DESIGN PROBLEM : 4-bit increment by 2 circuit

Problem: Derive the logical expression for a 4-bit increment by 2 circuit and draw the architecture of it.

Solution: The task here is to design a circuit that increments its count by two. Since, it is a 4-bit circuit, the total number of possible states is 16. Each state transitions to the state which has a binary value two greater than it. Now, there are two possible scenarios based upon the initial state that the counter gets into:

1. It can count 0 -> 2 -> 4 -> 6 -> 8 -> 10 -> 12 -> 14 -> 0 (their binary equivalents)

2. It can count 1 -> 3 -> 5 -> 7 -> 9 -> 11 -> 13 -> 15 -> 1 (their binary equivalents)

The state transition table can be represented as shown below:

We can find the expression for outputs using K-maps as below.

Expression for D3(next): Let us first derive the expression for D3(next). The K-map can be represented as below:

The expression for D3(next) as derived from K-map is:
D3(next) = D3.D2' + D3.D1' + D3'.D2.D1
D3(next) = D3.(D2'+D1') + D3'.D2.D1.
D3(next) = D3.(D2.D1)'+D3'.(D2.D1)
D3(next) = D3 (exor) (D2.D1) 

Expression for D2(next): Given below is the K-map derived from state transition table for D2(next).

The expression for D2(next) as derived from K-map is:
D2(next) = D2'.D1 + D2.D1' = D2 (exor) D1

Expression for D1(next):  Given below is the K-map derived from state transition table for D1(next).

The expression for D1(next) is derived from K-map as:
D1(next) = D1'

Expression for D0(next): Given below is the K-map for D0(next).

The expression for D0(next) is:
D0(next) = D0

Combining all the expressions, the circuit is as given below:

Can you come up with a better solution for this problem? Let us know your views in comments.

This question was asked by one Himadri Roy Pramanik on our post your query page. You can also post your queries there. We will try to answer using our limited knowledge.

Clock gating checks in case of mux select transition when both clocks are running

PROBLEM: In the following figure, it is desired to toggle the select of the mux from CLOCK_DIV to CLOCK and both the clocks are running. What are the architectural and STA considerations for the same?

This is a very good example to understand how clock gating checks work, although you may/may not find any practical application for the same. We have to toggle the select of the multiplexer such that there is no glitch at the output. Let us consider architectural considerations first:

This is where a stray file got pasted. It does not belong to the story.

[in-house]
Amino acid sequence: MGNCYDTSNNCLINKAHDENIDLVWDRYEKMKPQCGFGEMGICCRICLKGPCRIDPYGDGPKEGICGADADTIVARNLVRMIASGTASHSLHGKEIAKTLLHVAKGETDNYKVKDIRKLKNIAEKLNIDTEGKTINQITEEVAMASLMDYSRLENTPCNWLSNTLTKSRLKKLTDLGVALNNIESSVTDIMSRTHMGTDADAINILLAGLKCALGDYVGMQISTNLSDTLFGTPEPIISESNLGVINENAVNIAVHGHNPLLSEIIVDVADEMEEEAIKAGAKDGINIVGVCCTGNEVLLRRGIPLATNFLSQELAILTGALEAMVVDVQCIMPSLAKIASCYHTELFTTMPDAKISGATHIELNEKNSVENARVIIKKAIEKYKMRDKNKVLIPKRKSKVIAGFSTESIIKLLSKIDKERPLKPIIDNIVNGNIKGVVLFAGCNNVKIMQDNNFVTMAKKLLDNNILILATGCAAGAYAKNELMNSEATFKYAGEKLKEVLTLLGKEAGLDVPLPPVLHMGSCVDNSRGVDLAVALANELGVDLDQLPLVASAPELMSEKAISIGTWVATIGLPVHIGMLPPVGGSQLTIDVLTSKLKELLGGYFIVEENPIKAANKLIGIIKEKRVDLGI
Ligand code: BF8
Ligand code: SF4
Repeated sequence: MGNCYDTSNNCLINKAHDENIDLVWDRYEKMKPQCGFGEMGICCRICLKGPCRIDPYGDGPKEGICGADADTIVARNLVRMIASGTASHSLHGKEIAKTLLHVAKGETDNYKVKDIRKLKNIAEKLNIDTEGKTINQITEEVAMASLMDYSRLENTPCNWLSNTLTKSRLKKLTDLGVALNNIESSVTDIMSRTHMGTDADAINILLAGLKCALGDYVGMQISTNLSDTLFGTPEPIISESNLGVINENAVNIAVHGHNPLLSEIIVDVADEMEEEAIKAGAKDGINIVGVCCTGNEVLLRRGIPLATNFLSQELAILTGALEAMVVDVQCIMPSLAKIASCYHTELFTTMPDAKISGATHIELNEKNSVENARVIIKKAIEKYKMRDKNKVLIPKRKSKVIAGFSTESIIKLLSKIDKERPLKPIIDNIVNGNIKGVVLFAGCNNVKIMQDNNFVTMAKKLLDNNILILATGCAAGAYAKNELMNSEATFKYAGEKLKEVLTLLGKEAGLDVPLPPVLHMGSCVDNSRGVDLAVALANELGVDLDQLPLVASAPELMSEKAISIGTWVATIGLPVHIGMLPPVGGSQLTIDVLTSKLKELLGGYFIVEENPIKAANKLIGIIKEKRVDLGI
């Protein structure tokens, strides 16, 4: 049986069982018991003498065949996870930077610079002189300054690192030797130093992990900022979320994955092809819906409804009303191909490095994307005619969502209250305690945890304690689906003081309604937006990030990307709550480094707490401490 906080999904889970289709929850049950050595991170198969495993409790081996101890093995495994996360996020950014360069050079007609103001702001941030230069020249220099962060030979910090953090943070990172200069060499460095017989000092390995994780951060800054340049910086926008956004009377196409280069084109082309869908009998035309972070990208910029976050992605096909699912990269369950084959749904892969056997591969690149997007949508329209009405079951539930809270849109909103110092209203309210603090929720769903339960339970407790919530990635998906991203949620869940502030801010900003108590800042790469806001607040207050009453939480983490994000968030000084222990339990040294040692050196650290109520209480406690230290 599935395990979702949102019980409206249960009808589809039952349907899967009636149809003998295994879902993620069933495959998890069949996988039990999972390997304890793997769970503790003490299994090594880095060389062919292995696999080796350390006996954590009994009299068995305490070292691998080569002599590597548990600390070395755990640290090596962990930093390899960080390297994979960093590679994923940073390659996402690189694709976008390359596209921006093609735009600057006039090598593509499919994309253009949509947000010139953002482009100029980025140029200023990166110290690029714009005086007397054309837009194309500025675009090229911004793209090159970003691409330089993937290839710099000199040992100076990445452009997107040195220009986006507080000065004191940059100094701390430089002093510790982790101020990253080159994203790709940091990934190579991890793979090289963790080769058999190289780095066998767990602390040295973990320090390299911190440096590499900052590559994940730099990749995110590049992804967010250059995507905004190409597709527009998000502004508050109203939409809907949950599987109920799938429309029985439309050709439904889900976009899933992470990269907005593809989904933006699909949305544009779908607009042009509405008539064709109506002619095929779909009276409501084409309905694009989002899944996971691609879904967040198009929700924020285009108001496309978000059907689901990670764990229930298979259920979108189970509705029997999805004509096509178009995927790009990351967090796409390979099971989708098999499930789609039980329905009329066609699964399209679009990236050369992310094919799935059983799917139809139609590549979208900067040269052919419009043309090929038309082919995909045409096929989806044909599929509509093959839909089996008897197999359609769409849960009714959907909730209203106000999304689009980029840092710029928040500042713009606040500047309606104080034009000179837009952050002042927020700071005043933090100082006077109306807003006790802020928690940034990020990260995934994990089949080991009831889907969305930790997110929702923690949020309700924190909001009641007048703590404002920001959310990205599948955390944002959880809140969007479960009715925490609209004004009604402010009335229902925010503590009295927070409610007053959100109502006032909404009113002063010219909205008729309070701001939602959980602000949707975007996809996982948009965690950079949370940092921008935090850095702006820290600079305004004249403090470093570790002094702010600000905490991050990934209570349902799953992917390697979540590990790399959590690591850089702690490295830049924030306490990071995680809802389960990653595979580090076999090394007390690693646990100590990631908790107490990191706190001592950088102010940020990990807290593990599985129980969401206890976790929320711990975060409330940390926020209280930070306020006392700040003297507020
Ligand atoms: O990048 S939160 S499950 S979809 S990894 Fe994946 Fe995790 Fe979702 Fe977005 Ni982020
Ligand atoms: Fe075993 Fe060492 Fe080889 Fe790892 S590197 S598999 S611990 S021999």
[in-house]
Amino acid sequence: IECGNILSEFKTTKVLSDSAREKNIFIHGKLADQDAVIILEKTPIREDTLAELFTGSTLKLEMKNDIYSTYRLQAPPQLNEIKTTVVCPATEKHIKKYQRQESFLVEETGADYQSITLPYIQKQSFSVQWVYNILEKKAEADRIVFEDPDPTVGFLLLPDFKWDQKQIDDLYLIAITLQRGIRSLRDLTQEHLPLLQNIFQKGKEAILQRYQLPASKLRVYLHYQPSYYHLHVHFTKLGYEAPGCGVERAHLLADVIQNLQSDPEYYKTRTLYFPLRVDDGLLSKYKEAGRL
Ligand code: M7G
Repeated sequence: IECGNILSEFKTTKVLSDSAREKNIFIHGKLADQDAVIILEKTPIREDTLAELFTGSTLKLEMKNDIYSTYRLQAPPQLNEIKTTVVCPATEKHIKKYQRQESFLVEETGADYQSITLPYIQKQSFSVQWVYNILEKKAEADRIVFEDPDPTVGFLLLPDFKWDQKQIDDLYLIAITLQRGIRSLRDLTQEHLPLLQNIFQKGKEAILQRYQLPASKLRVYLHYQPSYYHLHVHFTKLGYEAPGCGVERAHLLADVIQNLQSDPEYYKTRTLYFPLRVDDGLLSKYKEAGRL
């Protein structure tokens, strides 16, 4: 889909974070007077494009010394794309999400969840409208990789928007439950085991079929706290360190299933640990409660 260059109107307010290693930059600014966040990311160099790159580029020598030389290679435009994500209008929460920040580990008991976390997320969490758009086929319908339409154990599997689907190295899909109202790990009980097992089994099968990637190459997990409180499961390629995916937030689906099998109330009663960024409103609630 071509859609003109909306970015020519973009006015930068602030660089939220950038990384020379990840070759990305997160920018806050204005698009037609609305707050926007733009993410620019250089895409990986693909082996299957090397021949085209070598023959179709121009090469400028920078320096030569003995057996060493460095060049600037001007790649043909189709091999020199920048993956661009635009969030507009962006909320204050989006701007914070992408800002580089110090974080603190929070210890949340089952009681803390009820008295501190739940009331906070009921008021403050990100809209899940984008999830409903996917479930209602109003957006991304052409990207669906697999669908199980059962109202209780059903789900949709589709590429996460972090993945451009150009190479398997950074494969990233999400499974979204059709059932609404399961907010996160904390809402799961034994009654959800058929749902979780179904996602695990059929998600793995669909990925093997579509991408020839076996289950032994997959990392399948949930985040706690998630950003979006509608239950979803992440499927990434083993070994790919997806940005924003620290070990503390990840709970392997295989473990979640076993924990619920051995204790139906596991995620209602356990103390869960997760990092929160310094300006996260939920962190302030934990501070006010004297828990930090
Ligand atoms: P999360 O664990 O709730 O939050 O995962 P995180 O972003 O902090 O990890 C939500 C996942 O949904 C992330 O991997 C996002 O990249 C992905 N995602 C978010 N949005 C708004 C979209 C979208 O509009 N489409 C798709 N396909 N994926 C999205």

Architectural considerations:

Launching flip-flop of 'select' signal: In the post clock gating checks at a multiplexer, we discussed that if there is a mux getting clock at its inputs and select as data, then, there are two possible scenarios:

  • If the other clock is at state "0", then AND type check is formed and select has to launch from negative edge-triggered flip-flop
  • If the other clock is at state "1", then OR type check is formed and select has to launch from positive edge-triggered flip-flop
Now, since both the clocks are running simultaneously, both with act as "other clock" for each other. Let us choose to keep both the clocks at state "0" when select toggles. The same discussion holds true for the other scenario as well, just that appropriate values will hold. Thus,

(i) Both clocks required to be at state '0' when clock toggles
(ii) There is AND-type clock gating check formed between 'select' and both clocks 
(iii) 'select' launches from negative edge-triggered flip-flop.

Valid negative edges when 'select' can toggle: Now, as mentioned above both the clocks should be zero when select toggles. Figure below shows the valid and invalid edges where 'select' can toggle. As it turns out, select can toggle only on edges labelled "VALID" as both "CLOCK" and "DIV_CLOCK" will be zero then.

 So, to ensure that "SEL" toggles only when DIV_CLOCK is "0", we can add logic to the input of the flip-flop launching "SEL" such that it allows to propagate "SEL" only when DIV_CLOCK is "0".

In the above diagram, flip-flop launching "SEL" will hold its value when DIV_CLOCK = 0. We have to keep in mind that this implementation is just a representation of what needs to be done. the actual implementation may be more complex than this depending upon the requirements.

Timing considerations: Now coming to the timing considerations, we need to ensure that the setup and hold conditions are met, which are as shown in the figure below: